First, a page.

Sometimes I wake up in the morning, look around me, and think, “Toto, we are not in Kansas anymore!” Do you ever feel that way? Do you, like the Israelites, ever start to think, “Oohhh Lordy, what now?!” Or do you ever wonder, how did I end up here, of all places? Really? Here?
Brothers and sisters, here is one thing I know: God does not move by accident. God does not call his people into the wilderness by chance. And God never calls us into the wilderness as punishment, just to watch us suffer. In all of the times that God has told and retold his favorite wilderness story, not one single time did God call his people into the wilderness just to watch them wander through the sand and dust, and point and laugh.
God loves to tell the wilderness story because it begins with a disorganized, messy collection of any old people, and ends with the people of God. The wilderness story begins with people who do not know who they are – not really. It begins with people who are defined by the Empire they live in. It begins with people who live shallowly, wantonly, randomly, without purpose, without identity, without roots.
It ends with people who whose roots grow straight down, deep and true, right down through their core, into the soil of the living God.
God called Abraham to the wilderness to make him into a nation as numerous as the stars in the sky: God’s nation. God’s people. God called the Israelites into the wilderness so make them into God’s chosen people. God called Moses to the wilderness to shine his glory right down on him until Moses’ face was lit up like a lightbulb. He called Elijah through the wilderness to Mt. Horeb in order to brush against him as He passed by: light as a feather, the softest silence of God.
Listen to God’s words in the Exodus: “I shall dwell among the Israelites (and here we can just substitute “Peace Churchites”), and I will be their God. And they shall know that I am the Lord their God, who brought them up out of the land of Egypt that I might dwell among them: I am the Lord their God.”
God calls us out of the places we were in order to dwell among us and to be our God.
God called us here because He is about to pass by.
If we turn now to the Gospel of Mark, we might wonder: why did the Spirit drive Jesus into the wilderness for 40 days and nights? If the wilderness is a place of identity formation – the place where we are transformed from “just any people” to “God’s people” – then what is Jesus doing there? Jesus is already God’s person, God’s man. Jesus knows exactly who he is. As Jesus rises from the waters of baptism, “he saw the heavens torn apart and the Spirit descending like a dove on him. And a voice came from heaven, “You are my Son, the Beloved; with you I am well pleased.””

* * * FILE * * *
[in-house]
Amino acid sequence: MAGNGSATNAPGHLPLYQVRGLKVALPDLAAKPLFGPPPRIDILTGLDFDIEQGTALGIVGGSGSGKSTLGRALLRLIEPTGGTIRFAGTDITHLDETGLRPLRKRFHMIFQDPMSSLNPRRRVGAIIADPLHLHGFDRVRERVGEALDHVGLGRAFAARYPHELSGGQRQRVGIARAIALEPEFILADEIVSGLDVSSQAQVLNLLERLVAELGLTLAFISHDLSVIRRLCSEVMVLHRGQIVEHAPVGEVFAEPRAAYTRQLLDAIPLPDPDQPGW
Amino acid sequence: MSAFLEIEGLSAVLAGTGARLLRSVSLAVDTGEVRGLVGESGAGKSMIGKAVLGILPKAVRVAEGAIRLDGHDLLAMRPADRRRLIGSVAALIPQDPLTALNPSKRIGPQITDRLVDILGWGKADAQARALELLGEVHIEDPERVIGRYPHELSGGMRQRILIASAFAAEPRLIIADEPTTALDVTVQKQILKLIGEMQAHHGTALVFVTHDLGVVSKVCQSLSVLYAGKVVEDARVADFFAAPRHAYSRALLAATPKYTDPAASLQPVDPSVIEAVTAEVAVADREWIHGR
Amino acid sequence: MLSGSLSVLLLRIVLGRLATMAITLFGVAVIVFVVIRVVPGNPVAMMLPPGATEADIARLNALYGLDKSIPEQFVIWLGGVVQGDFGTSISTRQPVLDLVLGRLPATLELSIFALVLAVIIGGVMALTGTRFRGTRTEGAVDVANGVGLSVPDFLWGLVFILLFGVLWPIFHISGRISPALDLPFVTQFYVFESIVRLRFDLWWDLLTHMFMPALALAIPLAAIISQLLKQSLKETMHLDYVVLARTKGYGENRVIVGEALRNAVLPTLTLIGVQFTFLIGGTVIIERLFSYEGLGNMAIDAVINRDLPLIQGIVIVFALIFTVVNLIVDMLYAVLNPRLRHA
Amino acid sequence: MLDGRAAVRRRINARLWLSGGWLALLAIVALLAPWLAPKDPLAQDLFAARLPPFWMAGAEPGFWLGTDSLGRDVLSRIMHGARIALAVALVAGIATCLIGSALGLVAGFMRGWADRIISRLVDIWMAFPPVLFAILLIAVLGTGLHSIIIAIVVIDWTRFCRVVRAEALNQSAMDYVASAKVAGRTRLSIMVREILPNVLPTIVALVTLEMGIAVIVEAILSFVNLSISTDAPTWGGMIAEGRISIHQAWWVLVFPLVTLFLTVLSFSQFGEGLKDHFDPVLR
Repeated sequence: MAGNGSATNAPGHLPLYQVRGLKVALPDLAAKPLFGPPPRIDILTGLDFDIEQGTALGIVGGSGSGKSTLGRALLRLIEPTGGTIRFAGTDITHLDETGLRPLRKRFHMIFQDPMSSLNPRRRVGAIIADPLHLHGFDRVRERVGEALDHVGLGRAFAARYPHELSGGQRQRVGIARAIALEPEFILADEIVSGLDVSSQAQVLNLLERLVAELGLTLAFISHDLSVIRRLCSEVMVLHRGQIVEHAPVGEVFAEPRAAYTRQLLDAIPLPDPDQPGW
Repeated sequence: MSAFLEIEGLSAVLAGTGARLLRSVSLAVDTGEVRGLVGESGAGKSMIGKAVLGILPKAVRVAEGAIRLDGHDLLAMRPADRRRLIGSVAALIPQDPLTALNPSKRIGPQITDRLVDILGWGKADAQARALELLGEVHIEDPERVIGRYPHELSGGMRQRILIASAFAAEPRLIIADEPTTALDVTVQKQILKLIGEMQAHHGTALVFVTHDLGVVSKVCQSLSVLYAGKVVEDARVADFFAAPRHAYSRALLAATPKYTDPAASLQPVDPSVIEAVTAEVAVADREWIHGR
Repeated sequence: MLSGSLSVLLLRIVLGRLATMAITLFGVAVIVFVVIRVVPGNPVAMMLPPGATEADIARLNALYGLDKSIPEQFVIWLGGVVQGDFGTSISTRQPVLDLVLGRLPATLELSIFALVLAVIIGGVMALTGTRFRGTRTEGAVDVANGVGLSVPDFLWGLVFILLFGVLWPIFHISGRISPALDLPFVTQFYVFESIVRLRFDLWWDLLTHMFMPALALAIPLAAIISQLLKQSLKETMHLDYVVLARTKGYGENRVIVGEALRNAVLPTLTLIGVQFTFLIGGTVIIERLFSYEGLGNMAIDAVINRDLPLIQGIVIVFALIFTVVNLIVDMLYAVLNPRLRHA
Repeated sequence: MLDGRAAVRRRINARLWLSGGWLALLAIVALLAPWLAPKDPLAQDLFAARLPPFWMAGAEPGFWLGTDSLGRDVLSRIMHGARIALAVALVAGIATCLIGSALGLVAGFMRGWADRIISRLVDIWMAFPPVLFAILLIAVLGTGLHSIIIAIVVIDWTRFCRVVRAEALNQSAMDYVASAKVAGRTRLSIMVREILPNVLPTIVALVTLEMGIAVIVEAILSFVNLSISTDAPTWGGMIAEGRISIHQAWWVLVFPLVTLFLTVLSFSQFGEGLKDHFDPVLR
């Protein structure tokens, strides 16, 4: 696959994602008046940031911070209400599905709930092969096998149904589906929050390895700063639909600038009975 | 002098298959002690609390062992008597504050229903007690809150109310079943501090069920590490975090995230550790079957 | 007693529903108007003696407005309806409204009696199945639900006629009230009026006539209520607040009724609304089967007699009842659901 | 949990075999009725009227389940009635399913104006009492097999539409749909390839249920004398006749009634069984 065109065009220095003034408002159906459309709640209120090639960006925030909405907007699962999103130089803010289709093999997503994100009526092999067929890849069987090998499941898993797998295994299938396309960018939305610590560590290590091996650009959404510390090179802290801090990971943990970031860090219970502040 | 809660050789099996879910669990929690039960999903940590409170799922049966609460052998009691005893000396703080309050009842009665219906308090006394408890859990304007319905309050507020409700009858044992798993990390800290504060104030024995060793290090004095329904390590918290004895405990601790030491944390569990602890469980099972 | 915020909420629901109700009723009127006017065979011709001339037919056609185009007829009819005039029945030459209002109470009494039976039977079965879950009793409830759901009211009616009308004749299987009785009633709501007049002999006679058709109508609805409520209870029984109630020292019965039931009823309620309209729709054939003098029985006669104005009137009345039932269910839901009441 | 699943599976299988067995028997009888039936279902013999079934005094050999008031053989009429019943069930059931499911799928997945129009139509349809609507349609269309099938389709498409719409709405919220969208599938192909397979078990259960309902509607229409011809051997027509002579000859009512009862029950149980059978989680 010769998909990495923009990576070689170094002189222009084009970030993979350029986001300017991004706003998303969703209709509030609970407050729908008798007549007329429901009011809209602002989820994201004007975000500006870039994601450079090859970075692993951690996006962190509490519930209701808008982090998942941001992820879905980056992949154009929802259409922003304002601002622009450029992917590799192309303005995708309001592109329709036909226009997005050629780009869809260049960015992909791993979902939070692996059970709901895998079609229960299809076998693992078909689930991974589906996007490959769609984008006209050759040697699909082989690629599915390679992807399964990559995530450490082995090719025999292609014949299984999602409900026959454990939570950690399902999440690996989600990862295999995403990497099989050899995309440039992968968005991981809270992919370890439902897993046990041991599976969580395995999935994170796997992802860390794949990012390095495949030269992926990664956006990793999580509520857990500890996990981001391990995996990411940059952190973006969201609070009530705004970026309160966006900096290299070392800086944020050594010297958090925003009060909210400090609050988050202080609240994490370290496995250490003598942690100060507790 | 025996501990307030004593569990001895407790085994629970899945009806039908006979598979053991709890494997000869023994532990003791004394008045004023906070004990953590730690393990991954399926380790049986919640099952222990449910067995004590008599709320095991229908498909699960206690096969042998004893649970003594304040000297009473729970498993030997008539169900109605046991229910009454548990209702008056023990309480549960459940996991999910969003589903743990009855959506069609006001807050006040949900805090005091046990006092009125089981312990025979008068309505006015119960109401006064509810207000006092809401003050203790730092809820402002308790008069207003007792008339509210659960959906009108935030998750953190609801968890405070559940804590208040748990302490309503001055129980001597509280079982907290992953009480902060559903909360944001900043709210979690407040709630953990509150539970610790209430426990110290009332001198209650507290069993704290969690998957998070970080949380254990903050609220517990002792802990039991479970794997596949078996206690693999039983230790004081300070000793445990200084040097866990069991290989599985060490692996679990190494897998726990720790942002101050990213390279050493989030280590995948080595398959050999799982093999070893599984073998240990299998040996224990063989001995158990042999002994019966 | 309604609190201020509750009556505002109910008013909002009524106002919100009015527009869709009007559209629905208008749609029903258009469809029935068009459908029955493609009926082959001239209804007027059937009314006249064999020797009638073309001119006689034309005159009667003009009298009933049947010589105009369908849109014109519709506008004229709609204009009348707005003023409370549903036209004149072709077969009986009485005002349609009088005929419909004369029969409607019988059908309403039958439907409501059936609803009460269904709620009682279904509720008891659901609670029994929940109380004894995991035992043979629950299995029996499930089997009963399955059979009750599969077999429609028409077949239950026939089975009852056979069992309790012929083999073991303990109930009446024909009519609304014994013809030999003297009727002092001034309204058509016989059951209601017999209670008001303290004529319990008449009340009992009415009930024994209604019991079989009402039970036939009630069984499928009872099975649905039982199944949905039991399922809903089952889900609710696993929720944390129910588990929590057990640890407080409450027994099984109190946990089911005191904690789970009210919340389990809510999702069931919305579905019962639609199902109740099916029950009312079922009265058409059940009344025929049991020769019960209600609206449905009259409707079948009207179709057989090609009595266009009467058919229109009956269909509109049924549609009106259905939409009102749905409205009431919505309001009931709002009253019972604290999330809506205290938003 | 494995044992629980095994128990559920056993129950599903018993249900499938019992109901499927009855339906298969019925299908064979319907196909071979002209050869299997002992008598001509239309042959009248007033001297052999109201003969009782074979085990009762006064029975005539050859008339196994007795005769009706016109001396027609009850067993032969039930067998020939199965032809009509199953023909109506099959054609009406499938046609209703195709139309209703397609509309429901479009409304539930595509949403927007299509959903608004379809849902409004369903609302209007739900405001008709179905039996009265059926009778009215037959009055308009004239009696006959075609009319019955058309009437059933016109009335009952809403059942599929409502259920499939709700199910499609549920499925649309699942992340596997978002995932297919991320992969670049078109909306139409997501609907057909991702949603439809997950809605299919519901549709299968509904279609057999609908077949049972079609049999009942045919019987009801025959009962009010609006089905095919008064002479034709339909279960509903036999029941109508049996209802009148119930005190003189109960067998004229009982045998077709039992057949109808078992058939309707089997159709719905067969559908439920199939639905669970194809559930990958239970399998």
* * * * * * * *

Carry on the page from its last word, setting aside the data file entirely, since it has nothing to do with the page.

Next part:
Having heard that voice from heaven, it seems highly unlikely that Jesus was having an identity crisis. The Spirit descending like a dove? A voice from heaven declaring exactly who we are, and announcing that God is pleased with us? That would alleviate our need for an identity-forming trip to the wilderness, too. If God would do that for me every morning when I rise up out of the bathtub, I am pretty sure I could face my day with confidence.
And yet the Spirit drives Jesus – who is now very clear on the fact that he is the Son of God – out into the wilderness anyway. Well, that’s a story with no suspense. Jesus knows who he is. We know that Jesus is not going to get disgruntled in the wilderness and pound out a golden calf for himself. And when the tempter shows up on the sceen, slinging his guns and firing off one temptation after another, we know that Jesus is going to win the shootout show-down with Satan in the dust and the hot sun.
Why the wilderness, then? Why does the Spirit write Jesus into the wilderness story? To show us how it’s done.
In the wilderness, Satan the tempter pulls out his entire bag of tricks to try to get Jesus to forget who he really is and what he’s really there for. Satan does his best to distract Jesus from his true identity: God’s man. Satan is dangling the bait before Christ, but Christ, being Christ, doesn’t bite. Jesus knows who he is, and to whom he belongs. He knows the Lord God who sent him, and he keeps his eye on the prize.
Jesus goes out into the wilderness to show us how it’s done. He shows us how to walk through the wilderness with our eyes trained straight ahead, our vision clear, our roots growing down miles deep, driving straight down into the rock of Christ, fully rooted in God. Jesus walks out into the wilderness ahead of us to show us how to dwell so deeply in God that even the shiniest tricks and tin-foil temptations of Satan cannot do us in. Jesus goes out into the wilderness before us and every day with us so that we, wilderness people that we are, never, ever forget whose we are.
God’s Spirit is driving us into the wilderness now, just for a little while, just until we know, yes until we know, deep down in the roots and the depths of who we are, that we are the people of God. And when you go out of this place, into the dead deserts of the places where you must live, and do battle, and face the tempter’s tin-foil tricks: do not forget who you are.
You are God’s daughter, God’s son: the most dearly, deeply, endlessly beloved of God. And with you God is very, very pleased.